The correct way to place the false eyelash F on the eyelid E is by first identifying and affixing the center three-fourths J of the false eyelash F, to the eyelid E with ends 22, 42. The slightly concave edges 23, 43 of ends 22, 42 help in the application of the false eyelash F because it matches the curve of the eyelid E. Once the center J of the false eyelash F is placed in the center of the eyelid E, nearest the roots R, the applicator 10 is removed and the ends I, K of the false eyelash F are pressed down to meet the ends of the root R using tweezers 50, as indicated in FIG. 6E. The tweezers 50, unlike applicator 10, have a narrower functional tip that helps the user to precisely match ends I, K to the roots R of the eyelid E.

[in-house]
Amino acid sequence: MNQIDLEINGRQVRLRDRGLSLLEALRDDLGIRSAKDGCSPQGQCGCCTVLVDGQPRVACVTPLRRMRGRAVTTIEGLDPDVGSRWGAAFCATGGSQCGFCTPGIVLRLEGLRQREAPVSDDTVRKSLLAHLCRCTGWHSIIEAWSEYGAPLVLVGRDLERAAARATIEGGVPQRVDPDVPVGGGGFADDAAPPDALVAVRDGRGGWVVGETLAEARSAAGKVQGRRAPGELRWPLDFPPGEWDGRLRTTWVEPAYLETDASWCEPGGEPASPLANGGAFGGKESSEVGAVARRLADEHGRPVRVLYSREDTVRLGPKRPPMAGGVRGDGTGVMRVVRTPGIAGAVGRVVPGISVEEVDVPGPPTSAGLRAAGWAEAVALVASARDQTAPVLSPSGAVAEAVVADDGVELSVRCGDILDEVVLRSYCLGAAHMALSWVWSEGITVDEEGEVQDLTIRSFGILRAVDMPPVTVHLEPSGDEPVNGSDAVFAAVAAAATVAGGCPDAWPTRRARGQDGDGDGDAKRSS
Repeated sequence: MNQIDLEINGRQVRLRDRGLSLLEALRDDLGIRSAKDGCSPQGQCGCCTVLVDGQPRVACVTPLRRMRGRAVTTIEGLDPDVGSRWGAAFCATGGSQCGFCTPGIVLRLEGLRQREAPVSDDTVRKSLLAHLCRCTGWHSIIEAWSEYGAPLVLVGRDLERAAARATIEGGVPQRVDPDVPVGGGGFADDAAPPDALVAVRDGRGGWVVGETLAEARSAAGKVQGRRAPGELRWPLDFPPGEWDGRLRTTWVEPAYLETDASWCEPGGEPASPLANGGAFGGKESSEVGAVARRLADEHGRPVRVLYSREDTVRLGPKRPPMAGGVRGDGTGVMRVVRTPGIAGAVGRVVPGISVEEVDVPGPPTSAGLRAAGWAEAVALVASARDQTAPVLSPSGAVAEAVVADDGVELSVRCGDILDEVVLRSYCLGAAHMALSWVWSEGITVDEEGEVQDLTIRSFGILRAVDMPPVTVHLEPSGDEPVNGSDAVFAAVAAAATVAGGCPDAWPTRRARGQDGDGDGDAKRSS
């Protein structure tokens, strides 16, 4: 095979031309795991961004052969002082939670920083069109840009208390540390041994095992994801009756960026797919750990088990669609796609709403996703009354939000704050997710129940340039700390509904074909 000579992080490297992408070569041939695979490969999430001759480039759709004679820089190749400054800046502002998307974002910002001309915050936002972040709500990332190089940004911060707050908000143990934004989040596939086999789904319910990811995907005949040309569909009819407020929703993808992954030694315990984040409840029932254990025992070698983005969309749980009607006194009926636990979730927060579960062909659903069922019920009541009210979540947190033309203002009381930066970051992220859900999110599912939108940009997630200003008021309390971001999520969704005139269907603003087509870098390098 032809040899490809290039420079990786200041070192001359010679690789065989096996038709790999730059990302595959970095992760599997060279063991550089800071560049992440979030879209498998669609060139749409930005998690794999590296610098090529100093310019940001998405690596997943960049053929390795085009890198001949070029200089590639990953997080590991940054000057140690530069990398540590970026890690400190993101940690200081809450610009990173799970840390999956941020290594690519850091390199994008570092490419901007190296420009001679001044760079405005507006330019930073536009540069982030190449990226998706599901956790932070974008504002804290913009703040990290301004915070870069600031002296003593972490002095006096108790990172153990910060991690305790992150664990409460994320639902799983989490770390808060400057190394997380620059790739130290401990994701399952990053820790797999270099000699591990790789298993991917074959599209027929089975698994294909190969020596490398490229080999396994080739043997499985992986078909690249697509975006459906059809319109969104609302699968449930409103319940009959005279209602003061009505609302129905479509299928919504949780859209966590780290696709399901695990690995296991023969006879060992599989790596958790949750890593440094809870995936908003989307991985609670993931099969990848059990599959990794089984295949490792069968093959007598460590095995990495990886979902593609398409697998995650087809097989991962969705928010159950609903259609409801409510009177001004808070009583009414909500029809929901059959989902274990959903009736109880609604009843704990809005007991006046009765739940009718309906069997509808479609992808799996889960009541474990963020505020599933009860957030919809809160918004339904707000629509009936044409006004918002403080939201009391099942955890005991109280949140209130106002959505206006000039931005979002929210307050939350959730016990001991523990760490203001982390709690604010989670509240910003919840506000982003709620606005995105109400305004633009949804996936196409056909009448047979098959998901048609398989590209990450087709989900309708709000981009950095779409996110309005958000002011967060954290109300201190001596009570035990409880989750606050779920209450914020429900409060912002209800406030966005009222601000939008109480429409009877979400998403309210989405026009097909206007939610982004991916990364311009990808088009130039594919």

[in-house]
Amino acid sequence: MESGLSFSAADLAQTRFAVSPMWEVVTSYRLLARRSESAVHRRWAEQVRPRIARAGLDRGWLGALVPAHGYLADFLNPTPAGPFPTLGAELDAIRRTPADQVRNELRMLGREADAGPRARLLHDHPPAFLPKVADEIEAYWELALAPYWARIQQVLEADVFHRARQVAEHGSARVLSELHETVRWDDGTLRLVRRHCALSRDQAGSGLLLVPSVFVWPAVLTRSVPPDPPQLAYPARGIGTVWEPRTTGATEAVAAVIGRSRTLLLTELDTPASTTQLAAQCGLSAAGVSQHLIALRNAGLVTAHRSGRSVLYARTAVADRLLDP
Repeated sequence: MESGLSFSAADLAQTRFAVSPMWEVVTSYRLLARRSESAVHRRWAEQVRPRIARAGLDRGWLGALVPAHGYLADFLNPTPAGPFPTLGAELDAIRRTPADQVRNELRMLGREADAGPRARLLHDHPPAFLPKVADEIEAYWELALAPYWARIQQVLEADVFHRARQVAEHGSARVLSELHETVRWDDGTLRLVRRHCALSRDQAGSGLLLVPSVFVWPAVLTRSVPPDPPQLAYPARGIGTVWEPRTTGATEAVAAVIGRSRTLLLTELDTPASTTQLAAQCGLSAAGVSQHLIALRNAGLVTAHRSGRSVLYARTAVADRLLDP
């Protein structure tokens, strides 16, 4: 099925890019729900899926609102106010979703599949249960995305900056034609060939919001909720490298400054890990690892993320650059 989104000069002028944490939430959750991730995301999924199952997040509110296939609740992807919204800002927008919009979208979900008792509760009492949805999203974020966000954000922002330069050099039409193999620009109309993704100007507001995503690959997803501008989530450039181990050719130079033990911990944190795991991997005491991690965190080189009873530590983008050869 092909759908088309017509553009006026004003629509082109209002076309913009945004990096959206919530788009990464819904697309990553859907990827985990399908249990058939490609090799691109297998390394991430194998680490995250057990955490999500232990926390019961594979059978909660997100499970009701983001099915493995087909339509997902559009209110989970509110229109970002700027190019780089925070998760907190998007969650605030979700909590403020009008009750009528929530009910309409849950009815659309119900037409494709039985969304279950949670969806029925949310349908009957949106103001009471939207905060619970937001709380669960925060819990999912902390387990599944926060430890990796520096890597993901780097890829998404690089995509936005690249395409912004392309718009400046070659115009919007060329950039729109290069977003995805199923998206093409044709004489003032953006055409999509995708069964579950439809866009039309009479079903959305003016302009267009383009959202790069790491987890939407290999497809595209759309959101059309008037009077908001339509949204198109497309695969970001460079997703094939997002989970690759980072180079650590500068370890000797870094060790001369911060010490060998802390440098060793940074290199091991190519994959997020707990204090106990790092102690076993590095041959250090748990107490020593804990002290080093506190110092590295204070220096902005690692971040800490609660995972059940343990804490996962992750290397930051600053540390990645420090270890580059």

It is to be understood that the present invention is not limited to the embodiments described above, but encompasses any and all embodiments within the scope of the following claims.